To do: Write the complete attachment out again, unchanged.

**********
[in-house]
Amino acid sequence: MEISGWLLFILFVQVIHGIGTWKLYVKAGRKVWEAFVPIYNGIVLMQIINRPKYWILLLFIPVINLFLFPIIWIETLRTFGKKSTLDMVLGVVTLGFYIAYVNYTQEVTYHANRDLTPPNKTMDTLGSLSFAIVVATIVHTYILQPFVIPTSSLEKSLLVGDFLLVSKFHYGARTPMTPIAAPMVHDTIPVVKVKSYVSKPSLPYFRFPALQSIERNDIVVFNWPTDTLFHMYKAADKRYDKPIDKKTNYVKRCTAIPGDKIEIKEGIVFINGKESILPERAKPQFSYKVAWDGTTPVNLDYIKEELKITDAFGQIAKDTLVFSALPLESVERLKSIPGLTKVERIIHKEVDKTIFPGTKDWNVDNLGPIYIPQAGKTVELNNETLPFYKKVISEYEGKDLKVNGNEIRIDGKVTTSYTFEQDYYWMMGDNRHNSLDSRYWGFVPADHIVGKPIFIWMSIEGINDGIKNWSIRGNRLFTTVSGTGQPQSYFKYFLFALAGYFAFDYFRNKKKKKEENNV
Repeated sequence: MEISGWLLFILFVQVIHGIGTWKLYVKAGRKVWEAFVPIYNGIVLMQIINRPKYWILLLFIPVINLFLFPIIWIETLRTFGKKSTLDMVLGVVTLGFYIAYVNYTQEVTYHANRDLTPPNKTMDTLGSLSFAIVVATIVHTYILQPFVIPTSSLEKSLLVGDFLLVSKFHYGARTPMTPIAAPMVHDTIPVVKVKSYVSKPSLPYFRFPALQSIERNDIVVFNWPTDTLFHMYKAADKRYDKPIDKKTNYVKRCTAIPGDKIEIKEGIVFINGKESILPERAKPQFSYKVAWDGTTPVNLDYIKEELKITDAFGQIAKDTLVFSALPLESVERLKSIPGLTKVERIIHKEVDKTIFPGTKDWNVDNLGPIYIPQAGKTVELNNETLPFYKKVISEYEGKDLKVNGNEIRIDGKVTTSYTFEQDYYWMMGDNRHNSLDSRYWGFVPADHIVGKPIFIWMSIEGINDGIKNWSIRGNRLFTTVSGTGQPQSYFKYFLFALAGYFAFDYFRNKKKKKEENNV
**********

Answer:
[in-house]
Amino acid sequence: MEISGWLLFILFVQVIHGIGTWKLYVKAGRKVWEAFVPIYNGIVLMQIINRPKYWILLLFIPVINLFLFPIIWIETLRTFGKKSTLDMVLGVVTLGFYIAYVNYTQEVTYHANRDLTPPNKTMDTLGSLSFAIVVATIVHTYILQPFVIPTSSLEKSLLVGDFLLVSKFHYGARTPMTPIAAPMVHDTIPVVKVKSYVSKPSLPYFRFPALQSIERNDIVVFNWPTDTLFHMYKAADKRYDKPIDKKTNYVKRCTAIPGDKIEIKEGIVFINGKESILPERAKPQFSYKVAWDGTTPVNLDYIKEELKITDAFGQIAKDTLVFSALPLESVERLKSIPGLTKVERIIHKEVDKTIFPGTKDWNVDNLGPIYIPQAGKTVELNNETLPFYKKVISEYEGKDLKVNGNEIRIDGKVTTSYTFEQDYYWMMGDNRHNSLDSRYWGFVPADHIVGKPIFIWMSIEGINDGIKNWSIRGNRLFTTVSGTGQPQSYFKYFLFALAGYFAFDYFRNKKKKKEENNV
Repeated sequence: MEISGWLLFILFVQVIHGIGTWKLYVKAGRKVWEAFVPIYNGIVLMQIINRPKYWILLLFIPVINLFLFPIIWIETLRTFGKKSTLDMVLGVVTLGFYIAYVNYTQEVTYHANRDLTPPNKTMDTLGSLSFAIVVATIVHTYILQPFVIPTSSLEKSLLVGDFLLVSKFHYGARTPMTPIAAPMVHDTIPVVKVKSYVSKPSLPYFRFPALQSIERNDIVVFNWPTDTLFHMYKAADKRYDKPIDKKTNYVKRCTAIPGDKIEIKEGIVFINGKESILPERAKPQFSYKVAWDGTTPVNLDYIKEELKITDAFGQIAKDTLVFSALPLESVERLKSIPGLTKVERIIHKEVDKTIFPGTKDWNVDNLGPIYIPQAGKTVELNNETLPFYKKVISEYEGKDLKVNGNEIRIDGKVTTSYTFEQDYYWMMGDNRHNSLDSRYWGFVPADHIVGKPIFIWMSIEGINDGIKNWSIRGNRLFTTVSGTGQPQSYFKYFLFALAGYFAFDYFRNKKKKKEENNV